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Seoul investigating reported cover-up over artifacts by Japan

All Headlines 17:11 July 29, 2014

SEOUL, July 29 (Yonhap) -- South Korea is trying to verify a news report that Japan covered up the extent of its possession of South Korean cultural assets stolen during its colonial rule of the peninsula about a half-century ago, the foreign ministry said Tuesday.

A recent court ruling in Japan was reported to have shown that Japan did not fully disclose its list of cultural assets taken from South Korea when Tokyo held negotiations to normalize diplomatic ties with Seoul in the 1960s. Japan ruled the peninsula from 1910-1945.

Japan returned only some of the South Korean cultural assets in its possession under a sub-treaty on cultural asset repatriation, signed as part of the South Korea-Japan treaty forged in 1965 to reestablish their bilateral ties.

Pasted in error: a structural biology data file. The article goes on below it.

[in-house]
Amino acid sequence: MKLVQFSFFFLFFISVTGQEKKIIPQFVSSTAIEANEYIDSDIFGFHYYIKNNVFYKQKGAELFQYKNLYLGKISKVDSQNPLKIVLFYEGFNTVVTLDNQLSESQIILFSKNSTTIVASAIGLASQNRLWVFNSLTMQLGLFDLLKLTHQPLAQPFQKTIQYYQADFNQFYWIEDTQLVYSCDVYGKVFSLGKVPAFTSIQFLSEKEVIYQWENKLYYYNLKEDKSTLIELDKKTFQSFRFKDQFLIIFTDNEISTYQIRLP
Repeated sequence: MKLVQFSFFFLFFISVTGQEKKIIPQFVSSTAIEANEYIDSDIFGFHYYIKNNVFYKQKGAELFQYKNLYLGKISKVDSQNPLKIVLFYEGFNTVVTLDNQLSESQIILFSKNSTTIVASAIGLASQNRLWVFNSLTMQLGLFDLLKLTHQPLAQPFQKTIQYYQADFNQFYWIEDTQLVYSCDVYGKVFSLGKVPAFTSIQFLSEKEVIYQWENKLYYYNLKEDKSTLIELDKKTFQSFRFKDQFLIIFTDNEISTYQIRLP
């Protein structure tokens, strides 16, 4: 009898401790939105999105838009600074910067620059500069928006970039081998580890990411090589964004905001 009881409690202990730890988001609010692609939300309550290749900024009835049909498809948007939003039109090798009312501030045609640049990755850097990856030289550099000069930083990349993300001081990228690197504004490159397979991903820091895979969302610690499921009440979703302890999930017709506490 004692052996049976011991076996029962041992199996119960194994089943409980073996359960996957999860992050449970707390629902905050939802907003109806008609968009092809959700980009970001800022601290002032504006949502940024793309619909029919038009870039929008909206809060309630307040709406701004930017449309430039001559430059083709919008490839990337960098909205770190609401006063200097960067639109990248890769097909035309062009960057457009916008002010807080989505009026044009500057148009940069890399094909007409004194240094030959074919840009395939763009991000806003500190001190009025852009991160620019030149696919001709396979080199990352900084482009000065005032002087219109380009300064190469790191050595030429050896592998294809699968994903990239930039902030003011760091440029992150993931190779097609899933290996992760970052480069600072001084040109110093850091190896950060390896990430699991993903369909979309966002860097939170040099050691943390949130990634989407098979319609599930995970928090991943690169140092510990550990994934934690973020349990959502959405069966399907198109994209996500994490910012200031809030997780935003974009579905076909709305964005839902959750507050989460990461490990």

Many much-worthier cultural assets were left in Japan and the full list has not been disclosed to the public out of fear Seoul may demand their return, the court record indicated.

"The foreign ministry is currently verifying the facts," foreign ministry spokesman Noh Kawng-il said in a briefing.

"The South Korean government is paying attention to the recent ruling," the spokesman said, adding that "the cultural asset repatriation issue needs a review of whether they were illegally taken out of the country, and through what routes, as well as a review of bilateral and multilateral treaties in terms of international law," Noh noted.

"Our government will make utmost diplomatic efforts to bring back our cultural properties illegally taken out of the country," he said.


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